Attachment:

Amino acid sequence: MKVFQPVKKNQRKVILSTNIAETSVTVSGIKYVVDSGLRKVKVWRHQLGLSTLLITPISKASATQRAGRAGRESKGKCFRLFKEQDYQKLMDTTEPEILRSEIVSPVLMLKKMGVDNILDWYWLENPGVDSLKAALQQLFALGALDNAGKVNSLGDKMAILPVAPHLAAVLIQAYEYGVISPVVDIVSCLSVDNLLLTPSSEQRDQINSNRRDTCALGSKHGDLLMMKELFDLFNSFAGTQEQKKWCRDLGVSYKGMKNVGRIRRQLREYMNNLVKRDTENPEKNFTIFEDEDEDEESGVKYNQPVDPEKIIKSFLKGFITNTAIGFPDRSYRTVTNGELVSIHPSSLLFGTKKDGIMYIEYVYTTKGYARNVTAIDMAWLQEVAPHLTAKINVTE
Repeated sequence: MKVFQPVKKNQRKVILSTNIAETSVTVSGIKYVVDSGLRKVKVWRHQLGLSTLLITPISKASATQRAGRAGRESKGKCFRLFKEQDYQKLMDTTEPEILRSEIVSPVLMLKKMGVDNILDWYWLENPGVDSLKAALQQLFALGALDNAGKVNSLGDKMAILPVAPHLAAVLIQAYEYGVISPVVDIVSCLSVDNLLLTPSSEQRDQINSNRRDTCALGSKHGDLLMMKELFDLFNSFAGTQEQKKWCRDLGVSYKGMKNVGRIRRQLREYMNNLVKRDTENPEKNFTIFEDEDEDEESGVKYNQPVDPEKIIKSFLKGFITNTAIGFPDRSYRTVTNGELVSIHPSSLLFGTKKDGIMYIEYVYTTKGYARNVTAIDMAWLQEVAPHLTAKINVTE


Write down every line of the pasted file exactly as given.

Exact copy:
Amino acid sequence: MKVFQPVKKNQRKVILSTNIAETSVTVSGIKYVVDSGLRKVKVWRHQLGLSTLLITPISKASATQRAGRAGRESKGKCFRLFKEQDYQKLMDTTEPEILRSEIVSPVLMLKKMGVDNILDWYWLENPGVDSLKAALQQLFALGALDNAGKVNSLGDKMAILPVAPHLAAVLIQAYEYGVISPVVDIVSCLSVDNLLLTPSSEQRDQINSNRRDTCALGSKHGDLLMMKELFDLFNSFAGTQEQKKWCRDLGVSYKGMKNVGRIRRQLREYMNNLVKRDTENPEKNFTIFEDEDEDEESGVKYNQPVDPEKIIKSFLKGFITNTAIGFPDRSYRTVTNGELVSIHPSSLLFGTKKDGIMYIEYVYTTKGYARNVTAIDMAWLQEVAPHLTAKINVTE
Repeated sequence: MKVFQPVKKNQRKVILSTNIAETSVTVSGIKYVVDSGLRKVKVWRHQLGLSTLLITPISKASATQRAGRAGRESKGKCFRLFKEQDYQKLMDTTEPEILRSEIVSPVLMLKKMGVDNILDWYWLENPGVDSLKAALQQLFALGALDNAGKVNSLGDKMAILPVAPHLAAVLIQAYEYGVISPVVDIVSCLSVDNLLLTPSSEQRDQINSNRRDTCALGSKHGDLLMMKELFDLFNSFAGTQEQKKWCRDLGVSYKGMKNVGRIRRQLREYMNNLVKRDTENPEKNFTIFEDEDEDEESGVKYNQPVDPEKIIKSFLKGFITNTAIGFPDRSYRTVTNGELVSIHPSSLLFGTKKDGIMYIEYVYTTKGYARNVTAIDMAWLQEVAPHLTAKINVTE